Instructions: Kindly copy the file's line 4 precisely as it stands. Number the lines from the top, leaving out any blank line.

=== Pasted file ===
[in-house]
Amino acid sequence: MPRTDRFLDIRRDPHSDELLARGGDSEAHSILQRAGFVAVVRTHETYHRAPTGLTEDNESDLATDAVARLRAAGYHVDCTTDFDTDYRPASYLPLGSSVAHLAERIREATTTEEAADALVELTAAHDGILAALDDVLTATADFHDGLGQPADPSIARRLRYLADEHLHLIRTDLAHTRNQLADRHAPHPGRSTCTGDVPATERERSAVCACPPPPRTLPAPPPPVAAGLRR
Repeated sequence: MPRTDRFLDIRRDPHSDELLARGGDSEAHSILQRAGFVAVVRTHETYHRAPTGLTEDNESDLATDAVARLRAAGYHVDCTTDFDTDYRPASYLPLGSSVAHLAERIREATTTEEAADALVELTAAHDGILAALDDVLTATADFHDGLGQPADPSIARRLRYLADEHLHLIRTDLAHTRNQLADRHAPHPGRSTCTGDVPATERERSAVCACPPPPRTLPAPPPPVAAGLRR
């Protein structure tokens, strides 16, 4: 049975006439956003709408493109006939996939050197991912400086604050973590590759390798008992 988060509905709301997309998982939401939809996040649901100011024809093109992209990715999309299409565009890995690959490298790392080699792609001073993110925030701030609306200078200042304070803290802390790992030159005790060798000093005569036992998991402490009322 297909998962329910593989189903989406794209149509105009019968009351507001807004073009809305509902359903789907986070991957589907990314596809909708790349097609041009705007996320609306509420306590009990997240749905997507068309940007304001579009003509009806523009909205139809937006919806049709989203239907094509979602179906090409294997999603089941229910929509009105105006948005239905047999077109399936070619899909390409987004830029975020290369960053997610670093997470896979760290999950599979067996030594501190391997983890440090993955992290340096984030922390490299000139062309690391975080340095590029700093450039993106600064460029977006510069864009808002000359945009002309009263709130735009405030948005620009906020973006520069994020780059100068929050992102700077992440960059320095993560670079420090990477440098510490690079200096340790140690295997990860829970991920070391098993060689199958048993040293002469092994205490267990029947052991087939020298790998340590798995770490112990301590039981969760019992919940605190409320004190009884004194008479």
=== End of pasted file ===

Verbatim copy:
């Protein structure tokens, strides 16, 4: 049975006439956003709408493109006939996939050197991912400086604050973590590759390798008992 988060509905709301997309998982939401939809996040649901100011024809093109992209990715999309299409565009890995690959490298790392080699792609001073993110925030701030609306200078200042304070803290802390790992030159005790060798000093005569036992998991402490009322 297909998962329910593989189903989406794209149509105009019968009351507001807004073009809305509902359903789907986070991957589907990314596809909708790349097609041009705007996320609306509420306590009990997240749905997507068309940007304001579009003509009806523009909205139809937006919806049709989203239907094509979602179906090409294997999603089941229910929509009105105006948005239905047999077109399936070619899909390409987004830029975020290369960053997610670093997470896979760290999950599979067996030594501190391997983890440090993955992290340096984030922390490299000139062309690391975080340095590029700093450039993106600064460029977006510069864009808002000359945009002309009263709130735009405030948005620009906020973006520069994020780059100068929050992102700077992440960059320095993560670079420090990477440098510490690079200096340790140690295997990860829970991920070391098993060689199958048993040293002469092994205490267990029947052991087939020298790998340590798995770490112990301590039981969760019992919940605190409320004190009884004194008479």